In particular, I've been trying to establish the separation between the applications of XML that Web services consist of (i.e. the set of schemas, DTDs, etc.) and the executable environments onto which they are mapped or transformed.  For one thing, Web services specifications define XML "representations" of things and while they often include processing model information, the artifacts are nonetheless distinct.  The same Web service can be executed in disparate software environments, meaning the "XML layer" needs to be distinct from the software agents that execute the services.  
So I think it's really important to include in the definition at least this distinction.  For example, to clarify the fact that the Web services description or interface is a separate Web resource.  It could live at the same URI as the executable agent, and many implementations do in fact work this way (dereferencing the URI gets you the WSDL file that describes the executable service accessible at the same endpoint address).  
I think the fact that a description also is discoverable is part of the definition of a Web service.

-----Original Message-----
From: Walden Mathews [mailto:waldenm@optonline.net]
Sent: Tuesday, April 15, 2003 1:45 PM
To: Champion, Mike; Www-Ws-Arch@W3. Org
Subject: Re: Is This a Web Service?

I disagree about the "how to construct the URL" part -- that's brittle at best.  The
handling of forms should be considered in the set of "generic web protocols".   And I'm
not clear on your requirements about the format.  Are you saying that if the service
just says "responses are in XHTML" that would be good enough?
Anyway, Anne's proposal was only a SHOULD w.r.t. interface description at that
level, and so if that's valid, then going without should also work.  Just testing the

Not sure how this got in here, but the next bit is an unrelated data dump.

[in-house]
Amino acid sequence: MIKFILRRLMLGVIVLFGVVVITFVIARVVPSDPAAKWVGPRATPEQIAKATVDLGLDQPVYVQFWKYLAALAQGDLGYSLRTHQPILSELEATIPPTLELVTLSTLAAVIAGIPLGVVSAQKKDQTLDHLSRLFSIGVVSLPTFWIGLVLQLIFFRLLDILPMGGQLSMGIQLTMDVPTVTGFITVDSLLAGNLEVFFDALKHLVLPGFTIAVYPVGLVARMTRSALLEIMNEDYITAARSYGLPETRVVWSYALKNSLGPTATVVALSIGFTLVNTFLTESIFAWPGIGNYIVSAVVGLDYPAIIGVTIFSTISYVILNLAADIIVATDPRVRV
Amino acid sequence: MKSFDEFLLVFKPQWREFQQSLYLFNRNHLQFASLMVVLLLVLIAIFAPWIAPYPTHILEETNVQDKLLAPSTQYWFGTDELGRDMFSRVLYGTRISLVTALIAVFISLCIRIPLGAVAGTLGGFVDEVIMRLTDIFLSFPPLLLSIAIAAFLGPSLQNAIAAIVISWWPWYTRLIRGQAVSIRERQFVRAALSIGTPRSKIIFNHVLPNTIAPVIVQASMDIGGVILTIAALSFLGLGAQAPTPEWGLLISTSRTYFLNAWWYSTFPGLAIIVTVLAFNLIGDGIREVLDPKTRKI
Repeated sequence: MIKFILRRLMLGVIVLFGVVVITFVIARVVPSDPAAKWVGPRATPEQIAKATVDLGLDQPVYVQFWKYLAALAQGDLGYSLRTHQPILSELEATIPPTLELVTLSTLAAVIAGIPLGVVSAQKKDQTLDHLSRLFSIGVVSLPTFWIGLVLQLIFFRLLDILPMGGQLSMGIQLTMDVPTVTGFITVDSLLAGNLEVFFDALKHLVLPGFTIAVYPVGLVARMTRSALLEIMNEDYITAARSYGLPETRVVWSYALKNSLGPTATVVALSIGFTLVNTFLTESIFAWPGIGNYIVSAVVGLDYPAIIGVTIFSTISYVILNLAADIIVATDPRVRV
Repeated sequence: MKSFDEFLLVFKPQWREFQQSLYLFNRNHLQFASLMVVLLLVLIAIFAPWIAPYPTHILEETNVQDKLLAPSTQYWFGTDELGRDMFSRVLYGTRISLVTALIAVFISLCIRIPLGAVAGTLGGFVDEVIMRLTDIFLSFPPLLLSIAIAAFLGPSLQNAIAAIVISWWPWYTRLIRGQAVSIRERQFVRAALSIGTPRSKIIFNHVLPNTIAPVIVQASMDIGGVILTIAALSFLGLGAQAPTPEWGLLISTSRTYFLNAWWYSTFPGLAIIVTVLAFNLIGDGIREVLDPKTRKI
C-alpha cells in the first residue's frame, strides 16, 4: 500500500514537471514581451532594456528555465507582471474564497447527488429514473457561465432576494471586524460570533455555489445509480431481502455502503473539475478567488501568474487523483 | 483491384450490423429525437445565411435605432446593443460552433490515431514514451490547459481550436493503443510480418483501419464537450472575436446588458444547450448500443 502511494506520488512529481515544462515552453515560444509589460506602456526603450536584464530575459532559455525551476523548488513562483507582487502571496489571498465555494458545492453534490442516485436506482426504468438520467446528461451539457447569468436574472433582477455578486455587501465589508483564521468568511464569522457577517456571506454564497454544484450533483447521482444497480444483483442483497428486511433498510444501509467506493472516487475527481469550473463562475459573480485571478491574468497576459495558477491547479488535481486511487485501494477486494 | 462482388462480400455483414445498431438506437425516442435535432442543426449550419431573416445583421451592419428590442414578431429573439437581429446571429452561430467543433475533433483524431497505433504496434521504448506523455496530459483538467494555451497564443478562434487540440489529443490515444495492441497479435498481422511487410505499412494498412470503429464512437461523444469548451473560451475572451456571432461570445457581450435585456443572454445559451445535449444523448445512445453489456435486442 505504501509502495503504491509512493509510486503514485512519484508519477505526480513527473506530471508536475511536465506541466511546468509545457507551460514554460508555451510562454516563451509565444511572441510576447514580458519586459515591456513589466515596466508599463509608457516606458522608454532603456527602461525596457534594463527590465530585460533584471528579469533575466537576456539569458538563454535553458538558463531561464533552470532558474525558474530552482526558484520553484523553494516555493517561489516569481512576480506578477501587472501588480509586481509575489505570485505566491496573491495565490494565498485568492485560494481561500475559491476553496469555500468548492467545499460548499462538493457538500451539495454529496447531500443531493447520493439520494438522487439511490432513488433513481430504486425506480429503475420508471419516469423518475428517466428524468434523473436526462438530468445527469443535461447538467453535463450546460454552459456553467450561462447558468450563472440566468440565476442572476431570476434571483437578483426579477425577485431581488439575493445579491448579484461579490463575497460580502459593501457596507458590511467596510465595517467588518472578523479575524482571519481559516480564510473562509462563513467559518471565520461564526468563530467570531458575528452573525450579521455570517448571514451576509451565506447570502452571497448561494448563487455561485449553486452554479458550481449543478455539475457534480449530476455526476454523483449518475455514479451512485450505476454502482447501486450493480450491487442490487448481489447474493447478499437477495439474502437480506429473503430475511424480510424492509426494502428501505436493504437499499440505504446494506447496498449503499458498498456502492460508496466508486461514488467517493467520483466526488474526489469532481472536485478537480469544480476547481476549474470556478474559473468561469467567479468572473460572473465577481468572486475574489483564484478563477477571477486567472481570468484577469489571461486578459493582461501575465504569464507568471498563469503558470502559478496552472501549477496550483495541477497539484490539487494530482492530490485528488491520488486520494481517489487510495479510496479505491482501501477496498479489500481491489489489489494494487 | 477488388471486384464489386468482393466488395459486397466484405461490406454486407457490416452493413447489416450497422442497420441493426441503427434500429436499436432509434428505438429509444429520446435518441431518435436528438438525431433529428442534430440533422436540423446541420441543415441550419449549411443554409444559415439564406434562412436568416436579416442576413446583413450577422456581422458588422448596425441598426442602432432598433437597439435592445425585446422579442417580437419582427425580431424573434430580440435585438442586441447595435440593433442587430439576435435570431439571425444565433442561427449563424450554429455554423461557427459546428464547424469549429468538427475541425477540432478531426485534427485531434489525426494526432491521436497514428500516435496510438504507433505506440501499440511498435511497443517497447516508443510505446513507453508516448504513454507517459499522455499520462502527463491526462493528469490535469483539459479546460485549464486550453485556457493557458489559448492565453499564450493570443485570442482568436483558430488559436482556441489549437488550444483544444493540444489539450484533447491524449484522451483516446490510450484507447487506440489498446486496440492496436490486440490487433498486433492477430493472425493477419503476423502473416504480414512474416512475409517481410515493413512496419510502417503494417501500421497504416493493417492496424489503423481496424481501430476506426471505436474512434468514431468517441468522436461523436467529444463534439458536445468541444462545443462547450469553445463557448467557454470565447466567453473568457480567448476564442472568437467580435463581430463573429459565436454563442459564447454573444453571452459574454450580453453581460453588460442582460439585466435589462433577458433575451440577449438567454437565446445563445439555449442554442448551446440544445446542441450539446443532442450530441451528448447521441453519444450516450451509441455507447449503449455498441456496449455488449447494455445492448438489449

[pond] waters...
----- Original Message ----- 

From: Champion, Mike <mailto:Mike.Champion@SoftwareAG-USA.com>  
To: Www-Ws-Arch@W3. Org 
Sent: Tuesday, April 15, 2003 1:25 PM
Subject: RE: Is This a Web Service?


-----Original Message-----
From: Walden Mathews [mailto:waldenm@optonline.net]
Sent: Tuesday, April 15, 2003 1:16 PM
To: Anne Thomas Manes; Www-Ws-Arch@W3. Org
Subject: Re: Is This a Web Service?

How about leaving off the "should" on the first one, or amending that sentence to read "The service
should provide some type of description of its interface, or restrict itself to a generic web interface." 

I have a hard time with this.  "Generic web interface" in the REST sense says nothing about the rules for generating the URI or the format of the data to be retrieved.
Think of Google (the "classic" HTTP/HTML version) ... it might be thought of as a Web service *if* they described the rules for generating a query (apparently pretty simple, just concatenate the search terms together with a "+"), and if they described the format (XHTML  is OK) of the result.  But it's not a "Web service" just by virtue of having a "generic web interface" -- people can use the HTML form on www.google.com and make sense of the result, but machines can't.
Received on Tuesday, 15 April 2003 19:30:06 UTC